Kylie Willey was suffering the agony of cancer and the sickness of chemotherapy when a friend told her of a true miracle. Sweet, young, and lovely fellow Australian Belle Gibson (below) had recently enchanted national media with her inspiring story of healing multiple terminal cancers by quitting chemotherapy and switching to things that feel “good and nurturing.”
The 26-year-old’s holistic-lifestyle blog, book, and phone app, all titled The Whole Pantry, advised cancer patients to switch to yoga, meditation, colonics, oxygen therapy, craniosacral therapy (a type of energy-healing head massage), herbalism, and a diet free of dairy, gluten, preservatives, refined sugars, and GMOs.
Gibson was revolutionary in bringing mainstream credibility and appeal to alternative medicine. Respected old literary houses Penguin and Simon & Schuster had published her book, and national journalists and TV anchors agreed her message was true and exciting. Apple had flown her to the U.S. to develop her app, nominated it for App of the Year, and announced its inclusion with its prestigious new Apple watch, driving it to number one in sales with hundreds of thousands of downloads.
Feeling inspired, Kylie bought Belle’s book, The Whole Pantry and downloaded her app.
‘She looked amazing! So beautiful, healthy — all by refusing chemo. I felt like I’d made such a mistake listening to the doctors. What if I’d been sucked in by a big pharmaceutical conspiracy?’ the 40-year-old recalls.
Belle’s story had a profound effect on the struggling mum, who decided to stop her cancer treatment after reading up on Belle’s materials and story.
‘If Belle could do it, and her cancer seemed as bad as mine, then I could — so I refused chemo,’ Kylie says.
The title of Willey’s story? “Belle Gibson Almost Killed Me: how the fraudulent health guru’s lies could have been fatal.”
A preview of the story was released online yesterday for New Idea‘s newsstand edition, so I don’t know whether her survival was due to good fortune or returning to chemo. (I’ll issue an update later).
What we do know is that Belle Gibson never had cancer, didn’t heal a thing, lied about her age (she is actually only 23), and perpetrated a hoax on a grand scale that made her a millionaire. And we know that probability suggests there are more Kylie Willeys in the world, not all of whom may have been so fortunate.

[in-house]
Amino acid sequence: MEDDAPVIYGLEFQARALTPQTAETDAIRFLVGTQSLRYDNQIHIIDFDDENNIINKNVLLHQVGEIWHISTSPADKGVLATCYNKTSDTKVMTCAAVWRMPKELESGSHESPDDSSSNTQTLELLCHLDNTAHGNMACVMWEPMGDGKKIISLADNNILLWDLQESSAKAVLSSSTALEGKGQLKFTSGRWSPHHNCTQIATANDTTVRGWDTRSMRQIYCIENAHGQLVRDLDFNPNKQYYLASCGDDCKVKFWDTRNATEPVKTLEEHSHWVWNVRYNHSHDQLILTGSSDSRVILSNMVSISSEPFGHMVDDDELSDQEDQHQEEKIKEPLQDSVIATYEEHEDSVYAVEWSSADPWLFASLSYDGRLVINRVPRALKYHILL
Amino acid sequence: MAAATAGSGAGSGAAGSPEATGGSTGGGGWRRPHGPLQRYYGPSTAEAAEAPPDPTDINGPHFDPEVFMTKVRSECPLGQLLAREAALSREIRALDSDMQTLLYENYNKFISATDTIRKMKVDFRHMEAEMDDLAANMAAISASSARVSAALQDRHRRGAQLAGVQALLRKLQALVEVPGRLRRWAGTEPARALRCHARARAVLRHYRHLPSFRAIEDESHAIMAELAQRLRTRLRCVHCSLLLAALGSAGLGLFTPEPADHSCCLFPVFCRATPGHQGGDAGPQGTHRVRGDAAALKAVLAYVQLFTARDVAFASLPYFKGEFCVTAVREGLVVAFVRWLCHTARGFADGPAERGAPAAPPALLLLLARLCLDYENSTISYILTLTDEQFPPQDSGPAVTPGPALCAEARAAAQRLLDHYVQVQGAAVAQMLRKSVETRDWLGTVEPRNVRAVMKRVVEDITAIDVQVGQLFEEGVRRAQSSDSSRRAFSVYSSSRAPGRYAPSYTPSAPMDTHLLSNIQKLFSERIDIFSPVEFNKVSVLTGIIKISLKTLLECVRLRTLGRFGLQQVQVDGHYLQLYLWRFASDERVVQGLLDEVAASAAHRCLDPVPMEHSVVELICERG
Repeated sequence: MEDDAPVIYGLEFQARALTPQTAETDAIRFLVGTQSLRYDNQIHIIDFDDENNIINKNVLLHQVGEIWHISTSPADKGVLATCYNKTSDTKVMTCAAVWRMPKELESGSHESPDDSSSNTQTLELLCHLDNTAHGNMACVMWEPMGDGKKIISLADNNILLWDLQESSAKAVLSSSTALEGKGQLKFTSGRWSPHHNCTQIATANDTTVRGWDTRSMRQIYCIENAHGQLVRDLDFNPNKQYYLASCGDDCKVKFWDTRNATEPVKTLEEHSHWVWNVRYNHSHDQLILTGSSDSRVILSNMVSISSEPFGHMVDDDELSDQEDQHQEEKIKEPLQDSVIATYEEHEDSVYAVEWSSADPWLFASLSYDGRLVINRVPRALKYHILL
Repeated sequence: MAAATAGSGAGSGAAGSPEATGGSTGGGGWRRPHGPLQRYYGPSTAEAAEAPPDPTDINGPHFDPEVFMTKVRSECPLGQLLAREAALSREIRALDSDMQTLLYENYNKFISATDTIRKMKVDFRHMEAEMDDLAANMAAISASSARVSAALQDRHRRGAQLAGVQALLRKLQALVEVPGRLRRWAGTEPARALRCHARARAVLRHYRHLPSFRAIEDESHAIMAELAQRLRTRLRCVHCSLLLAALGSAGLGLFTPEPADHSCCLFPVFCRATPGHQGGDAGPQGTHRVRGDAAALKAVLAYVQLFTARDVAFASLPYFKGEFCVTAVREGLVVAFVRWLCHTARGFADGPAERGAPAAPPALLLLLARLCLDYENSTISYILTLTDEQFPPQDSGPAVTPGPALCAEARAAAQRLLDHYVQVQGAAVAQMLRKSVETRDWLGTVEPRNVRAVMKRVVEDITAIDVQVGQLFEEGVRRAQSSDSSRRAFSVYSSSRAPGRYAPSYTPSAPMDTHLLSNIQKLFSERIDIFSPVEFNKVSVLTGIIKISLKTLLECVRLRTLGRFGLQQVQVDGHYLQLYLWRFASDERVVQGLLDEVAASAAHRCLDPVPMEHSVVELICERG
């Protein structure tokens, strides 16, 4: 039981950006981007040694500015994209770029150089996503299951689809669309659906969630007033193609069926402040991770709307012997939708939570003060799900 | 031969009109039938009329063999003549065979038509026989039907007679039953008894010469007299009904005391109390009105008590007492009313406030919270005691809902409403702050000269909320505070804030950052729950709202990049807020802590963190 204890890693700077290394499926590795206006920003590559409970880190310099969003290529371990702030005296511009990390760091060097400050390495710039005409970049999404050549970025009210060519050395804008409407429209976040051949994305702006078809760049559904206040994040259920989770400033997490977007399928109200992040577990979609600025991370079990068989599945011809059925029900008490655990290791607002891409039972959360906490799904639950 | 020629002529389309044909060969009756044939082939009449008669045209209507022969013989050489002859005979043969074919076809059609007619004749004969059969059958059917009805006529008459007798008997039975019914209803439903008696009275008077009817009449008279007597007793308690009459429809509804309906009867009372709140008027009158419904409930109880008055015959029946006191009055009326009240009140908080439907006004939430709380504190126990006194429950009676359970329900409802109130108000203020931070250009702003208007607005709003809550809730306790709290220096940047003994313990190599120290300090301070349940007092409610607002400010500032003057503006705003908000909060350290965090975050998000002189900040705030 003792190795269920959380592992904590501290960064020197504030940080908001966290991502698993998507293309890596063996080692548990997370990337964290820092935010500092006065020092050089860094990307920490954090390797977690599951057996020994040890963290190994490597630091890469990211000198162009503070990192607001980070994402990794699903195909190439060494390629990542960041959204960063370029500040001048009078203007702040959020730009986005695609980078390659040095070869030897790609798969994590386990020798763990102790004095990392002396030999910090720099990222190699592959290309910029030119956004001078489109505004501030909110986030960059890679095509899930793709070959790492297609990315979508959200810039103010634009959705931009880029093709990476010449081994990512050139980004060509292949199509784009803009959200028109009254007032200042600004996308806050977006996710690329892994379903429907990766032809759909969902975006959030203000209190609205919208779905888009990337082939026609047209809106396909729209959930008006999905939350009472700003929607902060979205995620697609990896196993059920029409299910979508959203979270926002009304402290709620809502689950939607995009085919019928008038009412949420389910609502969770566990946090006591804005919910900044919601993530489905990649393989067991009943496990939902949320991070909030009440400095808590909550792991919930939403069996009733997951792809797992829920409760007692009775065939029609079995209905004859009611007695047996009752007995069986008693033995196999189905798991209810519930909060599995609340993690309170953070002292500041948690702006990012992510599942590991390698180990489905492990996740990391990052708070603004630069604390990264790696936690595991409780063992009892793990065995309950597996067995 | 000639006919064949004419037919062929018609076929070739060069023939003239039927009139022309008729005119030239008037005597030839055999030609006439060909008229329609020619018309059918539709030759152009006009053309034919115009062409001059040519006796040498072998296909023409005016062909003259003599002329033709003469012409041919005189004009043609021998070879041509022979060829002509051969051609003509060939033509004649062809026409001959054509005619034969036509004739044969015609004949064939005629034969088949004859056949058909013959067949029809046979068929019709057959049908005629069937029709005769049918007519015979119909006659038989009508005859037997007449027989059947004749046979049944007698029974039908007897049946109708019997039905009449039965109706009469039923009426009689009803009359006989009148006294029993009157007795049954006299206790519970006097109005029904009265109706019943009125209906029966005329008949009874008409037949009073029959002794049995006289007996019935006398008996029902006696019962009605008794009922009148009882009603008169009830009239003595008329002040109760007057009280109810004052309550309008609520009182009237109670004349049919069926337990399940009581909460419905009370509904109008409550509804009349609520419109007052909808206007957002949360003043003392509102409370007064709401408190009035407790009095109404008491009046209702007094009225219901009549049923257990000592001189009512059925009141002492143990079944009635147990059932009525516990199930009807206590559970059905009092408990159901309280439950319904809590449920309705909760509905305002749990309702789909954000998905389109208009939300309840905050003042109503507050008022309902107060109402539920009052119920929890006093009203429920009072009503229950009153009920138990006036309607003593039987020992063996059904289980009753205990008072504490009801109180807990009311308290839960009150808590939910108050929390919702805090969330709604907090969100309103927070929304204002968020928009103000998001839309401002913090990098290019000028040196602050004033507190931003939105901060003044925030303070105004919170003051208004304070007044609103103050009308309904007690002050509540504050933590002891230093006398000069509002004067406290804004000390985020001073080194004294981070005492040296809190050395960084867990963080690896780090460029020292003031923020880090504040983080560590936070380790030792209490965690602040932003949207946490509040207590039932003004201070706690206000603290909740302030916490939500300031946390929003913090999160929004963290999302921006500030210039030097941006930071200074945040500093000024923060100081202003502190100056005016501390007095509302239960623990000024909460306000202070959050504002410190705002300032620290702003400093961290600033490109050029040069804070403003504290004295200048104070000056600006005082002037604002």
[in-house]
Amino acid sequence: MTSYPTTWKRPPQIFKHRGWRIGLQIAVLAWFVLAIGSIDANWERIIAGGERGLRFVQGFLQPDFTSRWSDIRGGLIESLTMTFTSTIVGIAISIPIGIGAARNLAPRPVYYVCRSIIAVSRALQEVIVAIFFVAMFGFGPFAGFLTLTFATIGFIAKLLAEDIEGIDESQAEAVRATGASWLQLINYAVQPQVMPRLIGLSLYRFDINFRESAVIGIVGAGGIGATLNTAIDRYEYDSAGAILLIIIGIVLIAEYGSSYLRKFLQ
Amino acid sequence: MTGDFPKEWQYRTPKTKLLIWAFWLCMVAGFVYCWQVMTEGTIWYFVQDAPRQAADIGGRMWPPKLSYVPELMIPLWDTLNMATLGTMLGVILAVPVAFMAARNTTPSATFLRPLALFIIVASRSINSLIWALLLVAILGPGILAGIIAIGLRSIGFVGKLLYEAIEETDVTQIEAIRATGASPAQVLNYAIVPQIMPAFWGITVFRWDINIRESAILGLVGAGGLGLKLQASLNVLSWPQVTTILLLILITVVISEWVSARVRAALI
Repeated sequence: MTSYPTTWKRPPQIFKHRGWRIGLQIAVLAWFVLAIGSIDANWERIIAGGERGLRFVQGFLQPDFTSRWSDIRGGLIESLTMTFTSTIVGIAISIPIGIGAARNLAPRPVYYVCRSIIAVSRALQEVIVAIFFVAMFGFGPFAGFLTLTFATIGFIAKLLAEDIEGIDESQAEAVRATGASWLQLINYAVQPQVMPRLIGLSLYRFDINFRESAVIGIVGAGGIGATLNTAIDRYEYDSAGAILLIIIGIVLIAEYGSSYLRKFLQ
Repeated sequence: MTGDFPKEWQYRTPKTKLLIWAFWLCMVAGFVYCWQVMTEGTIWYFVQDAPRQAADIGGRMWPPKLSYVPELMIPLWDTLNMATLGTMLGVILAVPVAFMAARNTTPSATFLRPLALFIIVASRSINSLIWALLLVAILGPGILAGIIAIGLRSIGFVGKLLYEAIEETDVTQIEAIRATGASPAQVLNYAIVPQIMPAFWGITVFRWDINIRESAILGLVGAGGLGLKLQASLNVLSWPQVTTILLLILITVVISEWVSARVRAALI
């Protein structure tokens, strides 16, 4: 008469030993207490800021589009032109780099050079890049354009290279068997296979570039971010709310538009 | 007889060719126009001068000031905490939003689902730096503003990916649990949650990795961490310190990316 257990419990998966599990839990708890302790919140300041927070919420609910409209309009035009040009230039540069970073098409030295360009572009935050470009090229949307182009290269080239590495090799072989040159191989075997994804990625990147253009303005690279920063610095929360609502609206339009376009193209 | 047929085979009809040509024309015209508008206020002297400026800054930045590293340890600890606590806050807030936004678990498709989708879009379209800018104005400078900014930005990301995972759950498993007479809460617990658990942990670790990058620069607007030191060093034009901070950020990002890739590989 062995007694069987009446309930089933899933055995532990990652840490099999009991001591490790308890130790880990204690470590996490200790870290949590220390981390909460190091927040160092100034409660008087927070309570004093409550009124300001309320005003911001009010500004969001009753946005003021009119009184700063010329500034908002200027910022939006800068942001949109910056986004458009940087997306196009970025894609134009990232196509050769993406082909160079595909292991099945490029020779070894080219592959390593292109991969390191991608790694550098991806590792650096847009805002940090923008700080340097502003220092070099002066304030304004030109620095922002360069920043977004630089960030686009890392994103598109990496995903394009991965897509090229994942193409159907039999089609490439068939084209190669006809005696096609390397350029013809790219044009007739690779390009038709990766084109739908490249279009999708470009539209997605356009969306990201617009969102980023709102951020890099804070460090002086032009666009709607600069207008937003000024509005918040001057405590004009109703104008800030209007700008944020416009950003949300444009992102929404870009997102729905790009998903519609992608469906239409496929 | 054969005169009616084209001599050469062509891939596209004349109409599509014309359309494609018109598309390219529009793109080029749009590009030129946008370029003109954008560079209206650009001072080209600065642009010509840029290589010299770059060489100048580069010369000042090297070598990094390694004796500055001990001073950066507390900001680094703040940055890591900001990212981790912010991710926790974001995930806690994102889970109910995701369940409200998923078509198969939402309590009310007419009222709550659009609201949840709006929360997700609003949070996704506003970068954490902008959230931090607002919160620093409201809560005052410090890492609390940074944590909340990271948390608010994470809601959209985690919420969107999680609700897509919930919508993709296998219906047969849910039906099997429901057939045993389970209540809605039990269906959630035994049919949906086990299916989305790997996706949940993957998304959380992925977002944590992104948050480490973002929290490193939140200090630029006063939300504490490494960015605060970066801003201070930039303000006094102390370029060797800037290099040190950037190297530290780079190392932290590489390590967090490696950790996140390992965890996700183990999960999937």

It can’t be emphasized enough: the Belle Gibson phenomenon was primarily a product of the media. Here was a very young woman without medical training dispensing life-or-death medical advice, promoting homeopathy, opposing fluoridation, and claiming a vaccine gave her cancer. How could so many outlets tout her story without feeling a responsibility to fact-check her claims? As I wrote earlier, there were many clues she had no idea what she was talking about and was quite possibly a fraud. Since then, I’ve seen more, such as her warning against chlorine in water, followed in the next breath by urging people to buy “natural” toilet paper to help save African children dying from diarrhea-related disease.
There’s a darkly amusing moment in one early TV interview with Gibson when Sydney’s Seven News anchor Samantha Armytage compliments her with: “For a person living with brain cancer, might I add, you look incredibly healthy.”
As Vice pointed out,
For the record, primary tumors (those which start in the brain) have one of the highest mortality rates of all cancers. If Gibson’s story was true, she was definitely defying all odds. And yet, no one thought it was strange a girl with this level of cancer was jetting off around the world and living an extremely active lifestyle.
Last week Gibson was interviewed by Australia’s 60 Minutes, and it’s a difficult watch. Reporter Tara Brown is fierce, presenting documents that confirm Gibson’s lies and asking her if she’s a pathological liar who drove people away from cancer treatments that work. Gibson is distraught but without remorse, insisting that she is the real victim.
Sitting face-to-face with Brown, Gibson teared up as she told how she “lost everything” after her cancer confession came to light.
But Gibson maintained that she didn’t deceive her followers or the public. She argued that she had been deceived. Gibson said she was told by an immunologist and neurologist, ‘Mark Johns’, that she had terminal brain cancer after he diagnosed her using a ‘frequency’ machine in her home several years ago.
“He went to my home and did a series of tests. There was a machine with lights on the front. There are two metal pads, one below the chair and one behind your back, measuring frequencies and then he said to me that I had a stage four brain tumour and that I had four months to live.
“At the time, I believed I was having radio therapy. When he gave me medication, I was told it was oral chemotherapy and I believed it.”